Murray also has a history with both variety shows and the holidays. He got his start on Saturday Night Live, where he famously mocked old-school entertainment, most famouslymaking up lyrics to the Star Wars theme on SNL. Meanwhile, he’s also starred in Christmas films likeScrooged, as well as one of the most famous non-Christmas holiday movies of all, Groundhog Day. “He’s always demonstrated great affection for old time showbiz like this,” Inman says.

Despite Murray’s obvious appeal, however, Netflix is still taking a risk. There’s something unique about gathering your family to watch a show live on TV (much like The Wiz Live! last night) with the rest of the nation. “These holiday specials were events,” Thompson adds. “You gathered around the TV and watched them. In that sense, Netflix dropping a holiday special you can watch anytime is different.”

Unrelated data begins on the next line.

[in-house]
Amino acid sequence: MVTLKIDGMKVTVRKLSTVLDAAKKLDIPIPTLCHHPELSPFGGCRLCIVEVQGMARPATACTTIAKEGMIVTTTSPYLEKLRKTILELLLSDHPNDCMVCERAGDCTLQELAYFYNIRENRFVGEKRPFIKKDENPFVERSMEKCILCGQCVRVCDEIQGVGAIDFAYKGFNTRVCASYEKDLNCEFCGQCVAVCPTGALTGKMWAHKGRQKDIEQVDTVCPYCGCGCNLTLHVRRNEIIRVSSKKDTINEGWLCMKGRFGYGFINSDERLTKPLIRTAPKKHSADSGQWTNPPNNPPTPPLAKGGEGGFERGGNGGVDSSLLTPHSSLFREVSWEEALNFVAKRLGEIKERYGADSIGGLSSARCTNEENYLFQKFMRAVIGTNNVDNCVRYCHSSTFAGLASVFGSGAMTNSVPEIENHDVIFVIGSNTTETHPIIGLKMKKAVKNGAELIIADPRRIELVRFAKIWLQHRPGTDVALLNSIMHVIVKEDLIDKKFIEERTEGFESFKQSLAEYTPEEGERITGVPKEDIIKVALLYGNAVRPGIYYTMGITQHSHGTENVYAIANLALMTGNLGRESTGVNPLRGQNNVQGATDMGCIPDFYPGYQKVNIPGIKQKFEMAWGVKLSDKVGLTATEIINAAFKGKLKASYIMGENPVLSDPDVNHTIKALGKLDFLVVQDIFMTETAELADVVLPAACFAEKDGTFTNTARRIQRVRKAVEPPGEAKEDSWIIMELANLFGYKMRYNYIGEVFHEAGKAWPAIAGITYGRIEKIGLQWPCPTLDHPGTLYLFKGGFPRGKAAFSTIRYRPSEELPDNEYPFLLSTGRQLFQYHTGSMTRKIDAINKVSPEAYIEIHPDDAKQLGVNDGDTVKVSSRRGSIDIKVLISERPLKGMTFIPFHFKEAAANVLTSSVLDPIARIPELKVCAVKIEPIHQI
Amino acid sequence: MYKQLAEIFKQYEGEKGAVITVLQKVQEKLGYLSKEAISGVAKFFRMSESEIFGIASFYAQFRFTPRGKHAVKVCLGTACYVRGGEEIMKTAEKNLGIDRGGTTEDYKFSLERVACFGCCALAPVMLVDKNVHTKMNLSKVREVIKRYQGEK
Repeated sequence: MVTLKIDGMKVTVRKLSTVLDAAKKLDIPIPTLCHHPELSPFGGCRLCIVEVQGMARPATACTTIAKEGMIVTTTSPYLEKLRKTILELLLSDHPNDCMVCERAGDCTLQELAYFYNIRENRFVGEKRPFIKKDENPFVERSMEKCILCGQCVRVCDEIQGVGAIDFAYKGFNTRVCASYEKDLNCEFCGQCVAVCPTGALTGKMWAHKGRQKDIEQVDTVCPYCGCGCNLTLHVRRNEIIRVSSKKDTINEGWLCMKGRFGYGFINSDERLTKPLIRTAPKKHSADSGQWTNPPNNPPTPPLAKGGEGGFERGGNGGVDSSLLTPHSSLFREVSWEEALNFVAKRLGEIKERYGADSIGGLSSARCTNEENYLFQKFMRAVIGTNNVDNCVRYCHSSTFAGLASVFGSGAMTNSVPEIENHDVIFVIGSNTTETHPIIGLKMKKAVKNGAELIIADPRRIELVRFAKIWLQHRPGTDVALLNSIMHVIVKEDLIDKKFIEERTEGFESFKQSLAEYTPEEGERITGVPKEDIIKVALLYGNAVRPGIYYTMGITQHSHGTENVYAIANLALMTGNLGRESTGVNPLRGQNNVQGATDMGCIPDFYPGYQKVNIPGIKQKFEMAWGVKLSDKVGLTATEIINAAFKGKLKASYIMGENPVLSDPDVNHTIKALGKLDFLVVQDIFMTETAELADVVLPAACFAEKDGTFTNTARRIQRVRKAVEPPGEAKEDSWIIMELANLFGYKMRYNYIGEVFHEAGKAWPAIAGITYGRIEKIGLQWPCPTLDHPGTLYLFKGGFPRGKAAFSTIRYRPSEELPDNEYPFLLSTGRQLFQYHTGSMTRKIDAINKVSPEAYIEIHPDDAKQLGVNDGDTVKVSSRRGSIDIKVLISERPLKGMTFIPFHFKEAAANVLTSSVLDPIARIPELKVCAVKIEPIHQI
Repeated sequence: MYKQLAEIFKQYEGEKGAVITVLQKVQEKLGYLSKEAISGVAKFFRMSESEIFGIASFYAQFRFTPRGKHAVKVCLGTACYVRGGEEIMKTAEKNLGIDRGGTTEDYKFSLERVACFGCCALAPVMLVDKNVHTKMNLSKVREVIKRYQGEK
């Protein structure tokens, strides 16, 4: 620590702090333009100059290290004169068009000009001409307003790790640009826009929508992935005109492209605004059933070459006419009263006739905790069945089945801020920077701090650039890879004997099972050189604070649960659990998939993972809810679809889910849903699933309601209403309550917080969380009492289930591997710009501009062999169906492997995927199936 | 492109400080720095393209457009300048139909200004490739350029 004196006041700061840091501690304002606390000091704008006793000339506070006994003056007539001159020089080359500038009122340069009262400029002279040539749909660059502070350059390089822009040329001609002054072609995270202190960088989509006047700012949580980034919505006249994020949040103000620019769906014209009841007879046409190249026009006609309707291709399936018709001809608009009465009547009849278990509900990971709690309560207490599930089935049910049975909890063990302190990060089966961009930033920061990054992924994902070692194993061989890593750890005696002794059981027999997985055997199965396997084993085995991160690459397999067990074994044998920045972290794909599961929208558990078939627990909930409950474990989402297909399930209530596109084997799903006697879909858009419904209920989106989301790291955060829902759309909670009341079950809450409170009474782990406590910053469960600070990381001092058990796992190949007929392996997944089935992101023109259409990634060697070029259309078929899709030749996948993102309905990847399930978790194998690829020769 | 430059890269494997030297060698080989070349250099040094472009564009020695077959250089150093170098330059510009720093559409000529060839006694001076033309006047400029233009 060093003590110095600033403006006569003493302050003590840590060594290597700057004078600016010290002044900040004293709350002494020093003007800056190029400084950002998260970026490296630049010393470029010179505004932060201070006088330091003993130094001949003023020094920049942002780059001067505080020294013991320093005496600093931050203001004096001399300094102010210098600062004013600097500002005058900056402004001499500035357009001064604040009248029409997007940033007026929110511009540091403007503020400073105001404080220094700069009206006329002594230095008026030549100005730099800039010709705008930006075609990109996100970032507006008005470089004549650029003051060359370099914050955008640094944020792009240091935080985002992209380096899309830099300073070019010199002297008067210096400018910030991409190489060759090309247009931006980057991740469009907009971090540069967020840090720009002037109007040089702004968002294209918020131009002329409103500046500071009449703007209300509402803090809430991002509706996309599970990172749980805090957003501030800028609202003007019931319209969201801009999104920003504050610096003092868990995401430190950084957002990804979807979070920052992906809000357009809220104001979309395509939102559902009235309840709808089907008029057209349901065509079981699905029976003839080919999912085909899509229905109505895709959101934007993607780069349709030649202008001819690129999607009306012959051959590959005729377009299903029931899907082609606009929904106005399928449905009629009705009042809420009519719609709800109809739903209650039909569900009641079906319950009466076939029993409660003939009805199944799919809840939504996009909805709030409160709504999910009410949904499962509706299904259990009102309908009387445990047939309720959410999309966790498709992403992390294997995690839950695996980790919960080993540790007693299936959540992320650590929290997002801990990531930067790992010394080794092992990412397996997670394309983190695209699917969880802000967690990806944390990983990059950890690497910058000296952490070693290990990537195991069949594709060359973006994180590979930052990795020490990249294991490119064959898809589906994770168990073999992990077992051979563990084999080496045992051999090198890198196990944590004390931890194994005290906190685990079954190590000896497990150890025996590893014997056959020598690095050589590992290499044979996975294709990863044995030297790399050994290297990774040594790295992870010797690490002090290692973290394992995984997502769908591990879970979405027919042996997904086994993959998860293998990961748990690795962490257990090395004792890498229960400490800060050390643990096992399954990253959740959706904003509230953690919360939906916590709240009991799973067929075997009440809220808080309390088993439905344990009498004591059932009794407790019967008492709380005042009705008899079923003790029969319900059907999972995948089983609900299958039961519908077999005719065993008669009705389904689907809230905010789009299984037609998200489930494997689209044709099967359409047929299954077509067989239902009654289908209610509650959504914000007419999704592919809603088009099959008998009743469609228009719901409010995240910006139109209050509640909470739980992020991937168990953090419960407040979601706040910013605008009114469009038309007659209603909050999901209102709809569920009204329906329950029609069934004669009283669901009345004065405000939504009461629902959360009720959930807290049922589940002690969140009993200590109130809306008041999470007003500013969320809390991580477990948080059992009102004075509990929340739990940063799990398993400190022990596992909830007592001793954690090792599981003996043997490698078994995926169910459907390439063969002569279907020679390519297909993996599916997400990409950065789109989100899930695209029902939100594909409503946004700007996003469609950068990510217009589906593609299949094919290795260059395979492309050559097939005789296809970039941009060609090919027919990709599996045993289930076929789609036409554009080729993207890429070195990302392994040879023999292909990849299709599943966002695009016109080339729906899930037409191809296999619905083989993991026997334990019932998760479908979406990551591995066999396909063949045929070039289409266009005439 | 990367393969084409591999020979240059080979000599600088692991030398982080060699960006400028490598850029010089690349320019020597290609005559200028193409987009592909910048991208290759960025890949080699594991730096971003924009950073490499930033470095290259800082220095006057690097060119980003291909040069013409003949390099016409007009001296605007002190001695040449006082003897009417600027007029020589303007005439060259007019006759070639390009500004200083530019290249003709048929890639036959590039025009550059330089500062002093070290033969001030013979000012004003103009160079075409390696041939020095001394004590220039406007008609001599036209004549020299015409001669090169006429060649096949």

But Netflix knows that live TV today matters very little to viewers. Exhibit A is its own success. “A Very Murray Christmas” is available not only today, but every day until Christmas, and every day after, until Christmas rolls around again. It’s now just part of Netflix’s inventory, which in a sense makes it seem less special. But as an always-on option, families have the flexibility to make it a part of their holiday traditions on-demand. It’s the way TV works now—Netflix has made sure of it.

 

Sorgente: With A Very Murray Christmas, Netflix Shows It Is TV | WIRED